I am learning that Thailand doesn’t like to write the word “Hotel” or “Guesthouse”, which is fine except that whatever they do write is in Thai script. Basically, I have no idea of how to find a hotel without someone pointing directly at the building for me. The universal charade for I’m looking for a hotel is the hands under the head. Universally recognised. My entrance into town is typically to ride around a bit and look for something obvious before starting to ask people for directions.
In Pong Nam Ron I asked in charades for a hotel. The nice girl looked a little embarrassed, looked around to see who was watching then pointed to herself in a question. “No. no. no. no. no. no, for me, to sleep. Hotel for me to sleep tonight.”
In Khlong Lan, the second person I asked started saying “Farung. Farung”, meaning westerner. but she wasn’t looking at me. She lead me across the street to the house of a German guy living with his Thai bride. After some niceties in broken English his wife went to see if her other neighbour would rent her spare room for the night.
The German took me for a sightseeing tour of the area on the back of his motobike. He was a native to the right hand side of the road, hadn’t grown up on 2 wheels and took up the space where the first three people normally sit, leaving me to squeeze on the very end of the pillion seat. On our tour his back story started to come out. English vocabulary was basic and any quantity was “too much”, it applied to land, money, water (flooding) and potatoes, a word he must have been taught by an Irish man.
He met his now wife in Pattea, a seaside town south of Bangkok famous for its massage parlours, boom boom, lady boys and old men that go chasing all three. She was a massuese, they got to know each other, lived together in Pattea for a while before moving north to quiet little Khlong Lan at the base of the mountains. In his tour he pointed out the houses of the Australian man, Swiss man, French man and others that lived in the area. We tried dropping in on a couple of his friends but the husbands were away (in Pattea) leaving the wife at home with the small children.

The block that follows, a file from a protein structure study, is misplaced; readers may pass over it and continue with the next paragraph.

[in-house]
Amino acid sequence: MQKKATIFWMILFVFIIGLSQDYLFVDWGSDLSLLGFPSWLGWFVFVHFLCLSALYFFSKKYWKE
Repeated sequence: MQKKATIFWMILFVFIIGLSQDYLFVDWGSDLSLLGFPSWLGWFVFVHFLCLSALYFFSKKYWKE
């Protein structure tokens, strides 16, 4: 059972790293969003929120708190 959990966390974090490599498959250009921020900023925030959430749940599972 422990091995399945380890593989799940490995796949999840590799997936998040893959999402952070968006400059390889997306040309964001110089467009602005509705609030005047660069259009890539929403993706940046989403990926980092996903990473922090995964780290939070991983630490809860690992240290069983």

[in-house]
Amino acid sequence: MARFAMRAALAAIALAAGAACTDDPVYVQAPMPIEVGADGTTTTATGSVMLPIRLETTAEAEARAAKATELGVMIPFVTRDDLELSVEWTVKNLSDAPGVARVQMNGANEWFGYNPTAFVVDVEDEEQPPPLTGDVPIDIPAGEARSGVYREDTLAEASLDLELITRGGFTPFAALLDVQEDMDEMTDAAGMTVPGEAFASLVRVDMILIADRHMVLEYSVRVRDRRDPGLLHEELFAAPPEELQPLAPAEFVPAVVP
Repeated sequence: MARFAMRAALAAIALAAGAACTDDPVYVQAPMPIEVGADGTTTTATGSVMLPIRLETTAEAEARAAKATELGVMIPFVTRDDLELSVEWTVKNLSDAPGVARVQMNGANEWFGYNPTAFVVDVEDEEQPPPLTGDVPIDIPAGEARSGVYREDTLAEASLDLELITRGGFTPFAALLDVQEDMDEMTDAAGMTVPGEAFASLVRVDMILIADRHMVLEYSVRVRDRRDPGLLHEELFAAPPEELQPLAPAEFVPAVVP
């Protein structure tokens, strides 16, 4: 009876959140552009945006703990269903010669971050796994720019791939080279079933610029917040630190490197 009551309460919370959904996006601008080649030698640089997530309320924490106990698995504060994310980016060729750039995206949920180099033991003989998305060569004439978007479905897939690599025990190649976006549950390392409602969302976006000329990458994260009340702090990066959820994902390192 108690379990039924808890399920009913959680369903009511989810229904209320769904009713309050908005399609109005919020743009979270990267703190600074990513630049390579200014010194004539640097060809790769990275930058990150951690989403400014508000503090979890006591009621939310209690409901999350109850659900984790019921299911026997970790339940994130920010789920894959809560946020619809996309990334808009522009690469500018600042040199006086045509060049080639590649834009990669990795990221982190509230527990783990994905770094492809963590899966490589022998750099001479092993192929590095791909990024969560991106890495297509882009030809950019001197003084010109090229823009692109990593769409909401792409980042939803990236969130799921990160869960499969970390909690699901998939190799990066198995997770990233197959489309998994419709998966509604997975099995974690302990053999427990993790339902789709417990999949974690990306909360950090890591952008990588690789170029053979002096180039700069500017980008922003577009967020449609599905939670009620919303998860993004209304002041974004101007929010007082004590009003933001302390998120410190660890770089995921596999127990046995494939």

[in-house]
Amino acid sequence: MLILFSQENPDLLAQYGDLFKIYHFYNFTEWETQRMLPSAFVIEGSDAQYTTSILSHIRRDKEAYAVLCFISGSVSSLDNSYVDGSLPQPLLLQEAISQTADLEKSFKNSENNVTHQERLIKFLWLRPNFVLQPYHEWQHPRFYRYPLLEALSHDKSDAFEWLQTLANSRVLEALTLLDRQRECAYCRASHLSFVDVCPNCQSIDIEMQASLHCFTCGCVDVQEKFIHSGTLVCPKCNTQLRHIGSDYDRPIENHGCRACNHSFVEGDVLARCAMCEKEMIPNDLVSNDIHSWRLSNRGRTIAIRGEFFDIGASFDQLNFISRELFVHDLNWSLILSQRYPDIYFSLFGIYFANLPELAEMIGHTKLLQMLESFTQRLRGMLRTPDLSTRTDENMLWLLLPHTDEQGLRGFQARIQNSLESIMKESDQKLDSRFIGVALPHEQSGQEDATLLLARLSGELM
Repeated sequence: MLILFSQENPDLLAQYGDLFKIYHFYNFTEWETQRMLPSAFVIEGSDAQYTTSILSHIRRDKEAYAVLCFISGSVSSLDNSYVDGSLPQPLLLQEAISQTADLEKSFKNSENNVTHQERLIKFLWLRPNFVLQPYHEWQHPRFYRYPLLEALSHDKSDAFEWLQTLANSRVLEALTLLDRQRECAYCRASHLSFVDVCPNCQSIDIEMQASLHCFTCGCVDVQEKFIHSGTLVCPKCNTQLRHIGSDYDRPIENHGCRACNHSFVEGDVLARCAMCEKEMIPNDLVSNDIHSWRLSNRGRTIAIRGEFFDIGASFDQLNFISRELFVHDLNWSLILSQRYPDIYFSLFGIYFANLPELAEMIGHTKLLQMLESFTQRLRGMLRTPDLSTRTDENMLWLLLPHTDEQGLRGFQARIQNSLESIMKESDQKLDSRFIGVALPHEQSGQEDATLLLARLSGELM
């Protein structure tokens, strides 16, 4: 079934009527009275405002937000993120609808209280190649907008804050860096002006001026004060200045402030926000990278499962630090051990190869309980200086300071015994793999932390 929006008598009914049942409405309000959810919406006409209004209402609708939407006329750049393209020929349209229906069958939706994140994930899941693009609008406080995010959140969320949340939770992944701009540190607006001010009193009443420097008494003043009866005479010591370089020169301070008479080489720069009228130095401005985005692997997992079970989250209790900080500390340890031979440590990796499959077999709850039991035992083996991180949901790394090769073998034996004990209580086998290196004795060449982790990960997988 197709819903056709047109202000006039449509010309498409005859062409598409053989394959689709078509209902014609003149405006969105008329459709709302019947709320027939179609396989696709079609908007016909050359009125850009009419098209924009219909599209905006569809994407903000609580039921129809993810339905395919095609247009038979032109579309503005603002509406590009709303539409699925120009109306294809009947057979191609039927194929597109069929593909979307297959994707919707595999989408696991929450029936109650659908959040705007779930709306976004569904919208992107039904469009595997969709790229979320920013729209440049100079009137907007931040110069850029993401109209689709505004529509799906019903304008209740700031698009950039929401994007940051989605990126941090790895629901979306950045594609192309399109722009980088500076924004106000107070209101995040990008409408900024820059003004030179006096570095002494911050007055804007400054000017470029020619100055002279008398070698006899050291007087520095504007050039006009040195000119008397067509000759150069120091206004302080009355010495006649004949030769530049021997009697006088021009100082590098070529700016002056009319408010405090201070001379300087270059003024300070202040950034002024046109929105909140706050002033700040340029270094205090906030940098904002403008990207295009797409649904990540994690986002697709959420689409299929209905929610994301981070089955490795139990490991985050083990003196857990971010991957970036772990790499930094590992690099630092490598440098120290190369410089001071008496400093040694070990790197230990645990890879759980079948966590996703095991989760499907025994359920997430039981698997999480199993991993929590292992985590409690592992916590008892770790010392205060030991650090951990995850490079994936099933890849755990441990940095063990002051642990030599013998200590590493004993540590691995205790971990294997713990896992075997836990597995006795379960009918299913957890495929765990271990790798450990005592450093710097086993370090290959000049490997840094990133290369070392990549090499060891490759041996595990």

I started to get the impression that perhaps Khlong Lan was were ex-masueses went whilst they waited for their retirement investment to mature. If you ensure your diet is high in fat and the local hospital doesn’t have a good cardiac record then your investment plan will mature sooner. My hotelier for the night was once married to a chinese (pronounced shiny-se in German english) man before he died. She may have ‘too much’ money now but I didn’t see her smile much.
Finding a hotel in Tak was a bigger ball game because there were expensive hotels that I could find, and in-expensive ones I couldn’t find. But they all advertised with picture billboards and random direction arrows, all I had to do was follow the arrows of the dodgiest looking signs and I’d be okay. I tried to follow some arrows, gave up and asked a bit and then a bit more. Eventually a guy spoke English. “The white building just there”. As I rolled into the car park I still couldn’t tell it was a hotel.
The first room they gave me had a shower with no pressure and a vintage hotwater system that was just for looks. When I changed rooms the friendly guy helped check that the shower worked then, as he was leaving, tried his english on me. “Beautiful . . . ” he started rubbing his arm “beautiful . . . . massage for you”. I hardly needed to say no, I think he saw the fear in my face and left promptly.
However, things are looking up. I met a cyclist called Dan from America. We were travelling opposite directions and stopped for 10 minutes to chat. I told him my problems in finding hotels and he said its easy. “Just look for the sign saying ’24’. They’re normally about 200-250 baht. Just make sure you get the rate for the whole night and not the hour”.
Problem solved. I’ll see how it goes.